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Major ethnic and racial inequalities persist in the UK Major ethnic and racial inequalities persist in the UK

Major ethnic and racial inequalities persist in the UK

Black and Muslim have inequalities in employment, housing and the justice system
Sense categoriaZPortada Izquierda 8 February, 2021 user6 0
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Inici » Historic » Major ethnic and racial inequalities persist in the UK

Major ethnic and racial inequalities persist in the UK. Black and Muslim minorities have twice show the inequality insist the unemployment rate of their white British peers and are twice as likely to live in overcrowded housing. And related to the justice system, there are also much more likely to be stopped and searched by the police. We could also add to the list the alarming ethnic differences in deaths from COVID-19.

Government’s perspective

The government’s data about the UK’s different ethnic groups brings evidence on ethnic inequalities collected by government departments. It is a world-first, established in 2016 by former prime minister Theresa May interested in “burning injustices”.

Critics could argue that disparities of the kind from the website don’t prove that racism and discrimination are the driving forces behind the inequalities. But if we combined with other direct evidence, we can easily conclude that they play a role.

There are two main sorts of direct evidence that show racism and racial injustice continue in Britain. Surveys about British people’s beliefs and field experiments testing whether minorities receive equal treatment in practice.

Inequalities representation in the Black Lives Matter protestors in London. PA

Inequalities representantion in the Black Lives Matter protestors in London. |Source: Manchester.ac.uk|

Racist beliefs

Let’s look at racist beliefs first. Through the European Social Survey a random british public answered two questions on “biological racism”. It is a way to see if there are inequalities between racial or ethnic groups.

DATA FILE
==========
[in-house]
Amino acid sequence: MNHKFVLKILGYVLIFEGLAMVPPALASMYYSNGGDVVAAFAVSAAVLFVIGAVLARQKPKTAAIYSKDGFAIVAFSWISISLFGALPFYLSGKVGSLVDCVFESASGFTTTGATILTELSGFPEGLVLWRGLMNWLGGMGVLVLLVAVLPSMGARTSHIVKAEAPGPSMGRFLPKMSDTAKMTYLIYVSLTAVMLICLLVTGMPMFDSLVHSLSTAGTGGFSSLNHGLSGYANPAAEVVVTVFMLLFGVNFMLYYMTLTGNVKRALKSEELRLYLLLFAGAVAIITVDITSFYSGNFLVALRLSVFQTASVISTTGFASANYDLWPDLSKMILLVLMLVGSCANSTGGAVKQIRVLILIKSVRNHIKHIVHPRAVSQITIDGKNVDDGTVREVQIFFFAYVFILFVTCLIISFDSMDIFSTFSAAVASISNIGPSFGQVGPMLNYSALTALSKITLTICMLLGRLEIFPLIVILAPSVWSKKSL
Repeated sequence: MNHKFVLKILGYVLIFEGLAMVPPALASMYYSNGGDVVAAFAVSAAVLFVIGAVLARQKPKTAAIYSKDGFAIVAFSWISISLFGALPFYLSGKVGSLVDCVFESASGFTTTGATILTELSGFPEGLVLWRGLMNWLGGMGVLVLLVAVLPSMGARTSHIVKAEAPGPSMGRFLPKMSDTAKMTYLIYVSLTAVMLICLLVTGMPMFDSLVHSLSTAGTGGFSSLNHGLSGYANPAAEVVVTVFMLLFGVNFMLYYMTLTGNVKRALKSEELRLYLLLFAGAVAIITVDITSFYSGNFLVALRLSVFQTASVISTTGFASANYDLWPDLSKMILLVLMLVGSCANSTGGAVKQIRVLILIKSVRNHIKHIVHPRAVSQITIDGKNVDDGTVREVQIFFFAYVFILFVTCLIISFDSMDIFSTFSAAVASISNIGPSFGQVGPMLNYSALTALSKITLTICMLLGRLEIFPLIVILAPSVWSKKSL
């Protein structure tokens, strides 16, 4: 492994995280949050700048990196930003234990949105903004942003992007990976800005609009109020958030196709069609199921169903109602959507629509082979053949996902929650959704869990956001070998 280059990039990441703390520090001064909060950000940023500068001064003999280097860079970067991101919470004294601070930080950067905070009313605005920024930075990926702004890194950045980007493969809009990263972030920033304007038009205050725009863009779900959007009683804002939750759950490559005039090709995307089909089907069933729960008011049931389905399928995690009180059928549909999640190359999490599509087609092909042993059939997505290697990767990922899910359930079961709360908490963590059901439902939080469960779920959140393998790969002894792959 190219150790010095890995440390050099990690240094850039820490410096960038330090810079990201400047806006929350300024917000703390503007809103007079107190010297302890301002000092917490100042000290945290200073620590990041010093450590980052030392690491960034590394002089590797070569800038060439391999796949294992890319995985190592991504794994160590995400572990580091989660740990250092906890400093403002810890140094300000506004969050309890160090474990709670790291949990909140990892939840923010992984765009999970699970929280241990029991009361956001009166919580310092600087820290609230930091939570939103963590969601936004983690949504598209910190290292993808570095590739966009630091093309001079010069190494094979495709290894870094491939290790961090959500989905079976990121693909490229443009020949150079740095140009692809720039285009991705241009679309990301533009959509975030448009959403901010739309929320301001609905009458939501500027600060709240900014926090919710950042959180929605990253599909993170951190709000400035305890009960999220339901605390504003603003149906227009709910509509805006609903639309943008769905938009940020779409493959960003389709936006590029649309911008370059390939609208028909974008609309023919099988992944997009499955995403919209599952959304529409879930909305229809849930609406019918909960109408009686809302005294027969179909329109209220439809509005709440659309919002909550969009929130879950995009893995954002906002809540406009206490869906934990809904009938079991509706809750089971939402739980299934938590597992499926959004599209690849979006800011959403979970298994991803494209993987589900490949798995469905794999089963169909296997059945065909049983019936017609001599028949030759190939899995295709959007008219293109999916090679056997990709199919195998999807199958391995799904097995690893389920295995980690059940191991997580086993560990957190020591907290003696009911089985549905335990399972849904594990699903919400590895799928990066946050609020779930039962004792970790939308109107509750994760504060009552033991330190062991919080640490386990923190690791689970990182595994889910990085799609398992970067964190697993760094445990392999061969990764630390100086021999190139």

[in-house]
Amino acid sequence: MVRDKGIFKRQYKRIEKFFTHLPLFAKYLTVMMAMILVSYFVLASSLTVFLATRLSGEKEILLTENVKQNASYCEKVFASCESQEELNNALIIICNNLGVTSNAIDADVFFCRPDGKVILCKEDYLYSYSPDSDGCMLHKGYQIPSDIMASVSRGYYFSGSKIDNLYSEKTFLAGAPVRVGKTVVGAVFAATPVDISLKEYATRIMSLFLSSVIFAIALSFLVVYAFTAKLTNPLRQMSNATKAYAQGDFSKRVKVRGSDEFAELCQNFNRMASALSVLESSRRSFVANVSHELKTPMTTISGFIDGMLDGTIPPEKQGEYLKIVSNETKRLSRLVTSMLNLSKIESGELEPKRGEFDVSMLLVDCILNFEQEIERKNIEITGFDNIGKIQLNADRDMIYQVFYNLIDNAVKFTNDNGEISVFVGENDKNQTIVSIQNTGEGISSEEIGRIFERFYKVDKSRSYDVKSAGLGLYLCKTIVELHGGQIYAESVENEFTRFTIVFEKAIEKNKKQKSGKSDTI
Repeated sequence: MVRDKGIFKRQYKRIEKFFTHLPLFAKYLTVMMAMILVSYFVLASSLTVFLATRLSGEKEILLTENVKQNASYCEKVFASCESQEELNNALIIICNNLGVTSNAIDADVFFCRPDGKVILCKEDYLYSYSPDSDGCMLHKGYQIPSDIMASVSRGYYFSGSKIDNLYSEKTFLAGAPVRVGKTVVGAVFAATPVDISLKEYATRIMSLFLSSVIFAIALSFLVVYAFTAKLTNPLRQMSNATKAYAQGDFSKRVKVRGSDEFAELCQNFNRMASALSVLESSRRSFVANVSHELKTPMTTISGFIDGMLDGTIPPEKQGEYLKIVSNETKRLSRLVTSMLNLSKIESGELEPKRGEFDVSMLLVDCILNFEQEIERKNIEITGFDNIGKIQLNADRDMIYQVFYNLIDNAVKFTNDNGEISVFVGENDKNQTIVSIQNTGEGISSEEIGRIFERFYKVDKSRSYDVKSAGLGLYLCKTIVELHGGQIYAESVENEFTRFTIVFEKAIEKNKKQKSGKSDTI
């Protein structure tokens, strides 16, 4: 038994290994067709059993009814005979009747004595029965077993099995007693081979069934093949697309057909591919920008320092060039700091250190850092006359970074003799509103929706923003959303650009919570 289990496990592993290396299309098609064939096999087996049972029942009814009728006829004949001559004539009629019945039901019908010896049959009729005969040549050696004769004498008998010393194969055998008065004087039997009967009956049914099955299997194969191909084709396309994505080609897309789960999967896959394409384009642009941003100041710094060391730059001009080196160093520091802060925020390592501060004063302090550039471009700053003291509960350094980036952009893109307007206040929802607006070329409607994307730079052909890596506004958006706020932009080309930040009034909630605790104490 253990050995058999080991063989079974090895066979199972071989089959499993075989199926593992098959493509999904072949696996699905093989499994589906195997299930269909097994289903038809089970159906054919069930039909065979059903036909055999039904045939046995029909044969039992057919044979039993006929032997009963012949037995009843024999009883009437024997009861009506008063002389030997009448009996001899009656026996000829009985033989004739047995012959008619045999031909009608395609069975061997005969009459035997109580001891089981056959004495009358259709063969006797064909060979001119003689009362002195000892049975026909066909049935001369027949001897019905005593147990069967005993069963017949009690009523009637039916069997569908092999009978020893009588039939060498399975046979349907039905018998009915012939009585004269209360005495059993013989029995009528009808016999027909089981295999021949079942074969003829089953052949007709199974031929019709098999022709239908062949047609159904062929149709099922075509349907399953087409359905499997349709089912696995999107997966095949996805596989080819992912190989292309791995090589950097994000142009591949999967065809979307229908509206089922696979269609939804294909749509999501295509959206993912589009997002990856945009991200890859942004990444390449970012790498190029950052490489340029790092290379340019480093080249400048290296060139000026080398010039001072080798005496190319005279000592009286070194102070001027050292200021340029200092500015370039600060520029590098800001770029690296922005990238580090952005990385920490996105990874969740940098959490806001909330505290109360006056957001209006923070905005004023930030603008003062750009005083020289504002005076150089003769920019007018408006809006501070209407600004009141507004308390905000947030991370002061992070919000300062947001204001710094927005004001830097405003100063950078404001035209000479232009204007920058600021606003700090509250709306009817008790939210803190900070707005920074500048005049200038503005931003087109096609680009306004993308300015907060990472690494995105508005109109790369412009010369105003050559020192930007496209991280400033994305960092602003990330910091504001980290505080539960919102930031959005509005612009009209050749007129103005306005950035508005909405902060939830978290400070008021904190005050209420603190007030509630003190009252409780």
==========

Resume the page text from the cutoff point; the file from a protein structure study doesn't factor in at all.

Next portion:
We asked whether interviewees agreed that “some races or ethnic groups are born less intelligent than others”. The 18% of the British public agreed with the statement. We also asked whether “some races or ethnic groups are born harder working than others” and the 44% said yes.

Perhaps inequalities between these two percentages is due to political correctness. The claim that there are innate group differences in intelligence would widely be recognised as a racist statement. Whereas innate differences in work ethic may not have the same blatant connotations. But whether we go for the lower or the higher figure, on this evidence a substantial minority of the British public subscribe to some form of racist belief.

We repeated these questions on biological racism recently (2019) in a national online survey. The 19% agreed that some groups were born less intelligent. But the 38% agreed that some groups born less hard working. We also found that people who subscribed to these racist beliefs could be opposed to immigration. Also to express nativist” views. For example, that you need to have English ancestry to be truly English.

People who express agreement with these racist statements in an interview may not act on them in practice. But the finding is that minorities feel they experience daily racial inequalities in their lives.

Data conclusions

Government data and field experiments provide a clear evidence that Black and Muslim minorities can suffer from inequality when looking for a job or home in the UK. But we can’t be sure that they are acting on racist beliefs. Unequal treatment of applicants is illegal, whatever the motivation.

Rigorous field experiments cannot conclude about the criminal justice system.  Even so, we cannot run out the possibility that racial stereotyping.

In relation to COVID-19 infections it has been a great deal more widespread than the testing indicated. We need more testing. But the testing carried out indicates a pressing need for real change.

 

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